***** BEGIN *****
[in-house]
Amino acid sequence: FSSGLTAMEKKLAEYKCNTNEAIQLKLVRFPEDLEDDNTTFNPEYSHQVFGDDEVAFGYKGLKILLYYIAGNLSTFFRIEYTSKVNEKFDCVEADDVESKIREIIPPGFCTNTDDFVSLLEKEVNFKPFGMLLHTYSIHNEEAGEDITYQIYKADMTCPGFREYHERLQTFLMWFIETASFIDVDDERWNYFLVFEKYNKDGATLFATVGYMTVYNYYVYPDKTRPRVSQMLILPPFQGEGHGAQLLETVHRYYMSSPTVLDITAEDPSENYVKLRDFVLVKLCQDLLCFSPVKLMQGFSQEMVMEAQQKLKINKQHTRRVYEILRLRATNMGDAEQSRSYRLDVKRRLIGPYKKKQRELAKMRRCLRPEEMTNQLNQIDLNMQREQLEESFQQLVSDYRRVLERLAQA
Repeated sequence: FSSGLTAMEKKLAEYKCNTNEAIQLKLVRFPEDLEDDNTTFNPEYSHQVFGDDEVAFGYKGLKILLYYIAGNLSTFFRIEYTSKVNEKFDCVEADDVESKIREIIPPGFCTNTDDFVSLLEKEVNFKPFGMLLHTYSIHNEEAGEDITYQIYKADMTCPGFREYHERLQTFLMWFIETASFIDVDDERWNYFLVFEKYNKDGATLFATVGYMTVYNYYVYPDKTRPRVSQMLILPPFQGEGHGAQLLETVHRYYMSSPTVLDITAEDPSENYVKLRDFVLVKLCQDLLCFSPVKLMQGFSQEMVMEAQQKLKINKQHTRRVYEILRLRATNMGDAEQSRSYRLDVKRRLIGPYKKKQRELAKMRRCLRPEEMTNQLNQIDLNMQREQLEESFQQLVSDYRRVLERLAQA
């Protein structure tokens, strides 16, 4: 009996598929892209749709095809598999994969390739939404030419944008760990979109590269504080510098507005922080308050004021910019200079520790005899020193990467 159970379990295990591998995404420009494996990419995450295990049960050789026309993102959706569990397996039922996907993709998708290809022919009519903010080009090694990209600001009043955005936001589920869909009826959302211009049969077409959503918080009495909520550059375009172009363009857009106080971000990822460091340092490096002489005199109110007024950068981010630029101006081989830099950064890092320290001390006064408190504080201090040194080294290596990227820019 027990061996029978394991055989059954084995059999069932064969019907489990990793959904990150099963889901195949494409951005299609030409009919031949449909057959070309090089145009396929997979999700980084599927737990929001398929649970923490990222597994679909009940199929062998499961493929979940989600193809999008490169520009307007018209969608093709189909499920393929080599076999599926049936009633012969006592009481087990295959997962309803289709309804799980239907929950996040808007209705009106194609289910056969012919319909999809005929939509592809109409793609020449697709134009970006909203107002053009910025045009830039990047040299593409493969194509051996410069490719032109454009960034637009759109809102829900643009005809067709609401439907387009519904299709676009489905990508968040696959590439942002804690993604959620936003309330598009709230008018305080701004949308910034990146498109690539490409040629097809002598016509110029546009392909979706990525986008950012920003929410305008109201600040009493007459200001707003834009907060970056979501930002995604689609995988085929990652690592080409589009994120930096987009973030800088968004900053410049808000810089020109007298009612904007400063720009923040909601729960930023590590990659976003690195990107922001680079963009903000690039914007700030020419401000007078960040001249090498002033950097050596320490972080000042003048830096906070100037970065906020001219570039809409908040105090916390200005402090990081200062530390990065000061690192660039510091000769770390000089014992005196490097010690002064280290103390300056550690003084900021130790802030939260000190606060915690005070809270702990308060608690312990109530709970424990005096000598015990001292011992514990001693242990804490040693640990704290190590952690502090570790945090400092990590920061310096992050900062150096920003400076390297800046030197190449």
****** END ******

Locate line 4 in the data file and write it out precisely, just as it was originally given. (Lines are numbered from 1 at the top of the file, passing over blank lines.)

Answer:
């Protein structure tokens, strides 16, 4: 009996598929892209749709095809598999994969390739939404030419944008760990979109590269504080510098507005922080308050004021910019200079520790005899020193990467 159970379990295990591998995404420009494996990419995450295990049960050789026309993102959706569990397996039922996907993709998708290809022919009519903010080009090694990209600001009043955005936001589920869909009826959302211009049969077409959503918080009495909520550059375009172009363009857009106080971000990822460091340092490096002489005199109110007024950068981010630029101006081989830099950064890092320290001390006064408190504080201090040194080294290596990227820019 027990061996029978394991055989059954084995059999069932064969019907489990990793959904990150099963889901195949494409951005299609030409009919031949449909057959070309090089145009396929997979999700980084599927737990929001398929649970923490990222597994679909009940199929062998499961493929979940989600193809999008490169520009307007018209969608093709189909499920393929080599076999599926049936009633012969006592009481087990295959997962309803289709309804799980239907929950996040808007209705009106194609289910056969012919319909999809005929939509592809109409793609020449697709134009970006909203107002053009910025045009830039990047040299593409493969194509051996410069490719032109454009960034637009759109809102829900643009005809067709609401439907387009519904299709676009489905990508968040696959590439942002804690993604959620936003309330598009709230008018305080701004949308910034990146498109690539490409040629097809002598016509110029546009392909979706990525986008950012920003929410305008109201600040009493007459200001707003834009907060970056979501930002995604689609995988085929990652690592080409589009994120930096987009973030800088968004900053410049808000810089020109007298009612904007400063720009923040909601729960930023590590990659976003690195990107922001680079963009903000690039914007700030020419401000007078960040001249090498002033950097050596320490972080000042003048830096906070100037970065906020001219570039809409908040105090916390200005402090990081200062530390990065000061690192660039510091000769770390000089014992005196490097010690002064280290103390300056550690003084900021130790802030939260000190606060915690005070809270702990308060608690312990109530709970424990005096000598015990001292011992514990001693242990804490040693640990704290190590952690502090570790945090400092990590920061310096992050900062150096920003400076390297800046030197190449």